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Abortion: The Tragic, Forgotten Reality

Behind the political debate are hard choices--and the grief of real people.

October 13, 2000|PATTI DAVIS | SPECIAL TO THE TIMES

When I listen to politicians debate abortion, I wince at what happens: Applause lines replace true experiences. Applause lines skim the surface. They allow us to forget about human grief and hard choices.

Here--so you won't forget--are a pair of stories:

The first happened in the mid-1960s. The young woman was two months pregnant when she finally got the phone number of a man who performed illegal abortions in his home, outside city limits. One night, she took the phone into the closet of her parents' house, so she wouldn't be heard, and made an appointment. She was given directions to a house, told to not drive up to it, but instead to have a friend drop her off at the roadside and wait for her there.

She was frightened, and horribly sad that she would never know the baby that was growing inside her. Later I'll be a mother, she thought. When I'm older, I'll be pregnant again and be happy about it. At the moment, she just needed to fix the mistake she had made. She was 16.

Two days later, her boyfriend drove her to the remote location she had been given. He pulled over to the side of the road and they looked across a wide field choked with weeds and stared at a dilapidated shack. That's it? she remembered thinking. But she didn't feel like she had a choice. Fear, youth, the certain knowledge that she was incapable of properly raising and caring for a baby, and the fact that abortions were illegal had brought her here--where a man whose name she would never know would take the $400 her boyfriend had scraped together and then take the fetus from her womb.

She trudged across the field and knocked on the wooden door. The man--in jeans and a faded blue work shirt--answered, furtively looked behind her, making sure she was alone. He held out his hand for the money and then pointed to a table set up in his kitchen. She remembered that he said so little, she would never be able to fully recall the sound of his voice. But she would remember the hard table, lying down on it half-naked, and the apron he put on that looked like a cooking apron, and the sound of clanking instruments that she hoped were clean. The pain was horrible. The sound of her sobbing filled the small room, tears blurred her vision. Still, he said nothing.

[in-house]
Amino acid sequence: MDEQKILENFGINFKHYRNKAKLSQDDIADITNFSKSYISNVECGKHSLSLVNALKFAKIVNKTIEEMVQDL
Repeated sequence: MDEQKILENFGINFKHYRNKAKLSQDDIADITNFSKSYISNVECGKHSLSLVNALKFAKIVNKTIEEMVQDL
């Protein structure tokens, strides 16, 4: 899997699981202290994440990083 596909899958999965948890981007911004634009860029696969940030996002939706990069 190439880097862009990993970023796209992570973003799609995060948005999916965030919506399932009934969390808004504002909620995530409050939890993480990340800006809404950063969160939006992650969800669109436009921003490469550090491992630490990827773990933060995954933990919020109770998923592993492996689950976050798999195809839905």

When it was over, he handed her two Kotex pads and turned his back while she got dressed. She walked back across the field with blood soaking through the pads. She was dizzy, nauseated, and the field seemed twice as wide. Her boyfriend looked terrified when he saw her. I'll be fine, she said, but she felt like something violent had been done to her insides. They drove away and a mile down the road, saw that police cars were arriving.

In the following days, she would learn that the man who she had last seen peeling off a blood-stained apron was arrested that afternoon.

A few hours later, her mother found her on the floor of the bathroom, hemorrhaging. She was rushed to the hospital, where the verdict on her future crashed in on her--miles away from the splintery kitchen and the man who had pried her legs apart and lashed her ankles to two metal rings on either side of the table.

The doctors had no choice but to remove one of her ovaries. The wounds to her uterus would leave scarring, it was difficult to say how much. It was difficult to say if she would ever be able to have a child, with only one ovary and a scarred uterus. She and her mother cradled each other and wept.

Years later, she would tell me this story. By then, she was in her 20s and had accepted that she probably never would be able to get pregnant. We worked together at a summer job. She was one of those people who come into your life for a short while, drift out of it, but never fade from your memory.

It's her face I see when I listen to politicians debate abortion. It's her voice I hear, recounting her story in that dry, even tone people use when they have no more tears left to cry. Her voice reminds me of the cruelty of those who choose to not remember what those years were like, when stories like my friend's were all too common.

The second story comes back every time I hear a politician try to reduce the phrase "late-term abortion" to a simple idea.

This one happened in the '80s. The woman, 40, and a cancer survivor, was married. She and her husband were devastated when an amniocentesis in the second trimester revealed that their baby would be seriously and irreversibly retarded.

They did not make an instant decision. They visited couples who had chosen to have a child. They asked difficult, heartbreaking questions. They stood beside the cribs of children who would never truly grow into adulthood, who would forever be locked in infancy. They also visited couples who had decided to terminate a pregnancy when they got the same kind of news after an amnio.

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